Most contractors find that people who finance home improvements tend to spend more than those who pay cash. Contractors who understand the various types of credit products and know how to present them will be more likely to lead the customer to make the decision to finance.
First, however, you must determine whether someone is a candidate for financing. The only accurate way to do that is by asking them to fill out an application, and to pull their credit score. Some salespeople try to pre-qualify prospects on “instinct,” taking cues from things like the car in the driveway or the condition of the home's exterior.
According to Matt Hines of American Eagle Builders in Arlington, Texas, that's a sign that the salesperson isn't doing his job, which is to listen to the customer, look at the numbers, and offer solutions. “We had one salesman who refused to follow up on a lead because the house looked old. Another guy went there and got a great deal.” And the tendency to prematurely judge prospects isn't confined to home improvement. “I used to be in the car business,” Hines says. “One day, a guy pulled up to the dealership in an old Cadillac diesel that was probably worth $500. No one else would wait on him, so I did. It turns out he owned five banks and became my best customer. He bought every vintage sports car that came through that dealership.”
On the flip side, don't automatically assume that someone with plenty of cash is not a candidate for financing, advises Michael Gorman, whose Lakeland, Fla., company, TechKnowledge, trains contractors in sales, marketing, and estimating. Gorman was a contractor in Denver for 20 years, and although he had great success offering financing, he could never predict who would take it. “I have had wealthy clients who wanted to liquidate their investments to pay for the job, then changed their mind after talking with a financial adviser,” he says. “That made them a good candidatefor financing.”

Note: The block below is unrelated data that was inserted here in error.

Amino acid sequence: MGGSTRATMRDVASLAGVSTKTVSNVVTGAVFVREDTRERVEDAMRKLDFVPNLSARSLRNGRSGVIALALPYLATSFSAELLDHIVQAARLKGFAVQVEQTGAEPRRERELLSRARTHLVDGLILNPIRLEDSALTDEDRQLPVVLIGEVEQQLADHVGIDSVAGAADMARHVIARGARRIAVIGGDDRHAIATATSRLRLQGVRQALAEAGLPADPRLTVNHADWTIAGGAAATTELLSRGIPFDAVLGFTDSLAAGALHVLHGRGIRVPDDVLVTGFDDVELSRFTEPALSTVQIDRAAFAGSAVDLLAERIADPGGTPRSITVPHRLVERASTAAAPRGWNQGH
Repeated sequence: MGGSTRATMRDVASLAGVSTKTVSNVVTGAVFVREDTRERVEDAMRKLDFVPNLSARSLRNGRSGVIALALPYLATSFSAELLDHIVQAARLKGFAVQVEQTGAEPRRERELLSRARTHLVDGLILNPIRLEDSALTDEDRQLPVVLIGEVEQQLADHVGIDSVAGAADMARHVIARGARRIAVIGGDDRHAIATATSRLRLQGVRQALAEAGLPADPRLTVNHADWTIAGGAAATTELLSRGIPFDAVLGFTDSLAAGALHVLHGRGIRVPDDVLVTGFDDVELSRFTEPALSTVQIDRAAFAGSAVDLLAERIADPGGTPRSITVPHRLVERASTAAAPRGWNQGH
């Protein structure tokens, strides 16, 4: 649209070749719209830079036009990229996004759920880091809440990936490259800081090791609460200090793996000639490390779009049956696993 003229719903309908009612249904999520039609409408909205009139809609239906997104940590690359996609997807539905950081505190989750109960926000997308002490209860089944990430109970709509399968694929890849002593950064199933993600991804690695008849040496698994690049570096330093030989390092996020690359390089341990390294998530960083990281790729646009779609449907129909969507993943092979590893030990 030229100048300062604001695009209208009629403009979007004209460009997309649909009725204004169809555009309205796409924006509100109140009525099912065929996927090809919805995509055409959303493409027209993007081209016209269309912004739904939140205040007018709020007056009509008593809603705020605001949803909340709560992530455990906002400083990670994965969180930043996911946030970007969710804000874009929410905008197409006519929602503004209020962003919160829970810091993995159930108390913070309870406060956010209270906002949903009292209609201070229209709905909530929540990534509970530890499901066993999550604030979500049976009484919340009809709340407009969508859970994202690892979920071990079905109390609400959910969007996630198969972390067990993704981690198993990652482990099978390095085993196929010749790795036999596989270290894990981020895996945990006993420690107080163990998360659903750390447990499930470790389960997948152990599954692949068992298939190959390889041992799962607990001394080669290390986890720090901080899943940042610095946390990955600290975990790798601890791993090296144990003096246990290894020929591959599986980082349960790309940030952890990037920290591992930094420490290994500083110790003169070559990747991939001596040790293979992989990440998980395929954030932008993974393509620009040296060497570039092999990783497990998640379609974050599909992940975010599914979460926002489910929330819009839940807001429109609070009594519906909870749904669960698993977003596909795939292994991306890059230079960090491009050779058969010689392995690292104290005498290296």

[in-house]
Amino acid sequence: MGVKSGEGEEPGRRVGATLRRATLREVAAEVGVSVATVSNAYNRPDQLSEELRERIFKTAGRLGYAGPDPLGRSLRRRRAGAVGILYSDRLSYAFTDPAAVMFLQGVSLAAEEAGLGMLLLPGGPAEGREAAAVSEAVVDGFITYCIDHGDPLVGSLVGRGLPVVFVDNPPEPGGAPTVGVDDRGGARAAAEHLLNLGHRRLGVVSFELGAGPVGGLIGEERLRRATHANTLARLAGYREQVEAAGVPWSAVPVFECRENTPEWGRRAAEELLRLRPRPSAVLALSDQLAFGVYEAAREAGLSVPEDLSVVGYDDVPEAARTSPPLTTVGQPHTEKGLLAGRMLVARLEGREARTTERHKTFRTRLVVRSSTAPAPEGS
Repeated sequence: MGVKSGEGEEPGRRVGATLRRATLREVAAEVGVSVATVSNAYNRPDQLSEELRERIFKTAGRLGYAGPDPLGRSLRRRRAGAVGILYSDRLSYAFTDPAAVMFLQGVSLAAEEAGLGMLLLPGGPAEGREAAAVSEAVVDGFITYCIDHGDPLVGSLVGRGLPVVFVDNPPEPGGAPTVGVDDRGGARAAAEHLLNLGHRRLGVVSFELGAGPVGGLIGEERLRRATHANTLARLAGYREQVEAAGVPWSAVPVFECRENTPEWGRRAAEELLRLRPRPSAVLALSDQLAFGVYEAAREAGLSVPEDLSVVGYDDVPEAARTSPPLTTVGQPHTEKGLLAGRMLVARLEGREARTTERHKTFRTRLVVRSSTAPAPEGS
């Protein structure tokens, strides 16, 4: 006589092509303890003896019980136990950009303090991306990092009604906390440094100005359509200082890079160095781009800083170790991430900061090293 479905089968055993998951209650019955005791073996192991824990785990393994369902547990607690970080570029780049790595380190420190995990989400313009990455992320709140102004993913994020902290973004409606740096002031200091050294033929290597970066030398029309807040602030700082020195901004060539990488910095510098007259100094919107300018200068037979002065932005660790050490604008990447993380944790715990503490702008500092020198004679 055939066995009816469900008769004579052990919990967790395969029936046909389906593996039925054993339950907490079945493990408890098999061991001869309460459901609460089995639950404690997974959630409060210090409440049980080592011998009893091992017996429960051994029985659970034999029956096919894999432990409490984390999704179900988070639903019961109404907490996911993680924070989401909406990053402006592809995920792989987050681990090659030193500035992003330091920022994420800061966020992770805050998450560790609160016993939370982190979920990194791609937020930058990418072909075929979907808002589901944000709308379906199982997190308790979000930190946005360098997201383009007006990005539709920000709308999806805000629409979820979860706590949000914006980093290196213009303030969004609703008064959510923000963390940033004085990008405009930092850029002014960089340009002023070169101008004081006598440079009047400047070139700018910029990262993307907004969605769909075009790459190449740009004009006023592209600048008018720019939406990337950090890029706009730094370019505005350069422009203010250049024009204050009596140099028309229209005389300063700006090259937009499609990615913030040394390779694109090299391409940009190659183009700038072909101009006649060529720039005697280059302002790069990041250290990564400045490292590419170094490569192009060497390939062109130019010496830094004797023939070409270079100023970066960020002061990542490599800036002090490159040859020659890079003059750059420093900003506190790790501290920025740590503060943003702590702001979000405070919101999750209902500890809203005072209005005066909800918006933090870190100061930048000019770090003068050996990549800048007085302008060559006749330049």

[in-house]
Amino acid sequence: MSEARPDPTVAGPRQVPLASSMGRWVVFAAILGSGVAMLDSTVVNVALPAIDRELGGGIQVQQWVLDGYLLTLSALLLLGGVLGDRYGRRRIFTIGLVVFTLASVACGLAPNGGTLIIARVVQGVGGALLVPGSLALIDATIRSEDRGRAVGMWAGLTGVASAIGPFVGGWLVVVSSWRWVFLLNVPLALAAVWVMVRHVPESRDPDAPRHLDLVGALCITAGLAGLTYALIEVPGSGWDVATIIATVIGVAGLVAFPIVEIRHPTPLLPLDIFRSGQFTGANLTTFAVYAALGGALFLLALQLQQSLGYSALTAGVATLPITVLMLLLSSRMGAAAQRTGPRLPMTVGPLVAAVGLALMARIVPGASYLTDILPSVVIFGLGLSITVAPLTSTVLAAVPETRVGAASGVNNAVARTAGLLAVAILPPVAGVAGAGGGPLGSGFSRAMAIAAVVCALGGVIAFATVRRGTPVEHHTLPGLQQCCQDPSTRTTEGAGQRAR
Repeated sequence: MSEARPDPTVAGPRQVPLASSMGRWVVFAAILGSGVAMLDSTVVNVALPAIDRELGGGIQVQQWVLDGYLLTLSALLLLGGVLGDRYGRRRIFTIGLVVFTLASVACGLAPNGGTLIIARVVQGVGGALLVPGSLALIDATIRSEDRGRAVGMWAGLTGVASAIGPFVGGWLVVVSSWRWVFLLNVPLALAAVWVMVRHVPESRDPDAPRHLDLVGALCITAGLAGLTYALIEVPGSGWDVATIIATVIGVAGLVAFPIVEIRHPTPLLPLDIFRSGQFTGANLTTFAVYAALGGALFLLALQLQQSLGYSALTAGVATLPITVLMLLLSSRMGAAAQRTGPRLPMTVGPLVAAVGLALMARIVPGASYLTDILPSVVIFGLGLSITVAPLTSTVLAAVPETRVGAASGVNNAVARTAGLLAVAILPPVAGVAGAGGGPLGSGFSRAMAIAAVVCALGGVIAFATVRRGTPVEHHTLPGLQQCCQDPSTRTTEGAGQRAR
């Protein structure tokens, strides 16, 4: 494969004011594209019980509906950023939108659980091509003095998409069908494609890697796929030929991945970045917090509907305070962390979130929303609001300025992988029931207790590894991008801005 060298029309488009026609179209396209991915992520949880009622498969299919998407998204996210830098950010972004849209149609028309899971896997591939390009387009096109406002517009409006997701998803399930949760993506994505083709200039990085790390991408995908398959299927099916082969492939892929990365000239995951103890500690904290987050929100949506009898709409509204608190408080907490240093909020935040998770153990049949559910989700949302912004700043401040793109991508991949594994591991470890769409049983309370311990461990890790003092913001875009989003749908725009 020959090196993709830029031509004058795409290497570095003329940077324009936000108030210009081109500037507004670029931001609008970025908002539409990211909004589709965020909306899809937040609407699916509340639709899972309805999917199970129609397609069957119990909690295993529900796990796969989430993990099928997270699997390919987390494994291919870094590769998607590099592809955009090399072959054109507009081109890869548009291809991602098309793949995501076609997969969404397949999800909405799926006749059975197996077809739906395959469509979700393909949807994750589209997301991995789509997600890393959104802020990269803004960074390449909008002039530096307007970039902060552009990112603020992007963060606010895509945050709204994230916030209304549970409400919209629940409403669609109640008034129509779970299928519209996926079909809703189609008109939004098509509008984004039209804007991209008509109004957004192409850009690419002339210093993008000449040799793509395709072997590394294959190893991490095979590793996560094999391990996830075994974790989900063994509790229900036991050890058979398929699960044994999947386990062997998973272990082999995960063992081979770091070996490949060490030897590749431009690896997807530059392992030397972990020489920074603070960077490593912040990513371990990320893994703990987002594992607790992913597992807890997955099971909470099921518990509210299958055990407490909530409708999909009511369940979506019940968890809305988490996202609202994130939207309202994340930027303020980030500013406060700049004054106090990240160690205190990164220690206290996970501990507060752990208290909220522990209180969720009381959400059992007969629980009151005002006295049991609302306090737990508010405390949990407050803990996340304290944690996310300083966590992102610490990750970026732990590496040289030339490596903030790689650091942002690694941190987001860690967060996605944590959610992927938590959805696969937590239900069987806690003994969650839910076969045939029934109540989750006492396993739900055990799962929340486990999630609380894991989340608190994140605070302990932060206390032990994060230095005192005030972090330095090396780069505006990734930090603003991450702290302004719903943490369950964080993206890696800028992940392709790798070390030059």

PORT FOLIO SELLING
You are more likely to sell a prospect on financing if you can talk intelligently about the pros and cons of different financing products, and if you understand which one is most likely to solve their particular problem. The more credit options in your portfolio, the more success you will have. What follows is an overview of the most common credit products, along with some tips for using them.
Credit cards are an obvious choice for small jobs, especially if your salesperson needs to close the sale on the first visit to the home. And since everyone knows how credit cards work, they don't need any explanation. Accepting them is an easy way to help people say “yes.”
But you can also use plastic to sell larger projects. Gorman says that the frequent flier miles that many credit cards offer are a great way to close sales with people who like to travel. “If a customer balks at a $200,000 bid for a remodeling project, we say, ‘What if we can also offer you two round-trip tickets to Europe?'” Then Gorman shows them how the miles they earned with the purchase will pay for those tickets. If they don't have a card that offers miles, he tells them they should get one. Then he suggests that the customer get a lower-interest installment loan to pay off the credit card. If their card offers a $20,000 credit limit, he lets them pay in $20,000 monthly increments.
The downside, of course, is the charge to the contractor. Gorman says that Visa and MasterCard charge 3.5% of the sales price, which means that the job costs more. “I can only make that work if I go in at a high enough price,” he says.
Revolving credit accounts work like store credit cards but without the plastic. They're a good way to generate repeat business because you're the store: Customers can only use these accounts with one of the finance company's authorized contractors.
Revolving accounts are used to finance everything from $200 handyman jobs to $30,000 bath remodels. They may be secured or unsecured depending on the lender, but once the customer has set up an account, they can use it again and again.